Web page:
And the non rel DB setup seems much easier and faster with Appgyver/Firebase. I don’t have to think through the DB structure as much as with relational DB (think all the tables, the primary key, foreign ley,…).

Right, if I manage to go through that, I’ll be good.

I would still suggest spending most of your time with figuring out how to structure your data. I mean in a noSQL database it might seem to be easier, but in fact referencing to different collections might cause problems.
I don’t think that it would be an obstacle.

For your structure there should be a collection of services with records that have properties as you mentioned. Then the service providers collection with also the above mentioned properties and a specific property of list of texts, namely the services ids from the services collection and there you go. When retrieving one specific service providers data you can use a small loop in the logic to get all services and build a collection of records in appgyver.
Then I guess you would need service providers accounts collection which would in fact be a mixture of properties that can be found in a Firebase auth user and your specific properties like image, name etc… That should also have a reference to the specific service provider and so on.

The filtering may cause sometimes a few unnecessary reads which might increase a little bit on the cost of maintenance, but with clever design you can avoid that as well.

2 Likes

Thanks for your time.
Based on what you recommend, I’ve found this video detailing how to build Relational Data in Firestore NoSQL.

Do you agree with that solution?

1 Like

That is a good summary. The one thing to note is that you won’t be able to get the subcollection type of structure to get working with the Firebase connector of Appgyver. Only if you connect to it via Rest api. But that is also possible.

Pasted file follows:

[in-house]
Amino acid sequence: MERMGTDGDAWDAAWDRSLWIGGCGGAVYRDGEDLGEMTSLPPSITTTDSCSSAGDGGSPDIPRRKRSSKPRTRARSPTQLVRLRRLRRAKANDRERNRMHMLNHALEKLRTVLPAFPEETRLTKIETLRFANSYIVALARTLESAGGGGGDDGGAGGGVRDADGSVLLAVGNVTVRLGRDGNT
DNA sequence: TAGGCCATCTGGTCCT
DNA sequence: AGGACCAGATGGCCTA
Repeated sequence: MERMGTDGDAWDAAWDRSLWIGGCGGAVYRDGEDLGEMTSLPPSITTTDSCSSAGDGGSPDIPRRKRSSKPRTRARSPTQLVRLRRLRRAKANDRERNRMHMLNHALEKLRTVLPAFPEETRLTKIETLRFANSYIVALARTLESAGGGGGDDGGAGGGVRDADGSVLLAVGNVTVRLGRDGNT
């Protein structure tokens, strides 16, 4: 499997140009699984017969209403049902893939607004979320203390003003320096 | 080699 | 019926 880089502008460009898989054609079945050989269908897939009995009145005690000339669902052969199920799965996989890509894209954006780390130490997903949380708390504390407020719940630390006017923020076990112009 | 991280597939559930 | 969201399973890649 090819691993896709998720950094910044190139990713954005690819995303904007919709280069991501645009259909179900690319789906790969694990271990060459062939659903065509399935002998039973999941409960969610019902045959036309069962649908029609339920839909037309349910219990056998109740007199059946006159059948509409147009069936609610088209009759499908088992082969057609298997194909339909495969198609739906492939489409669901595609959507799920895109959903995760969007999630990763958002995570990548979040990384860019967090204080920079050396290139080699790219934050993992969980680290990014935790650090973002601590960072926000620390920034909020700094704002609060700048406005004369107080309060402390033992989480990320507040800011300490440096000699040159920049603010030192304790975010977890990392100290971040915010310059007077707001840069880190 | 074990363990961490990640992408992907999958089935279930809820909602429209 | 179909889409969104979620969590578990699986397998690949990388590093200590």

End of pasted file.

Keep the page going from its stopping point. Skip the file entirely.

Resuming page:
So to use the Firebase connector you would need to go with the last type of “flat” structure where you have collections of documents on the root level and reference to documents among those.

I doubt I’ll be able to pull this out correctly. I need to filter by price, category and location.
This is what I came up with for now. The below would only enable filtering by price, right?

If I can’t use the FB connector anyway, I guess I’m better off using airtable for relational data and connect via API connector.

I guess here you seem to be stuck on the structure.
I understand that you want to provide different bundles under a specific price.

What would be if you had ALL services in one collection and had their price (which is the bundle price based on the image above) just add inside the bundle properties? This removes 1 collection, flattens the db and there you have your filter chance to filter by both the price, category etc… All properties of the bundle.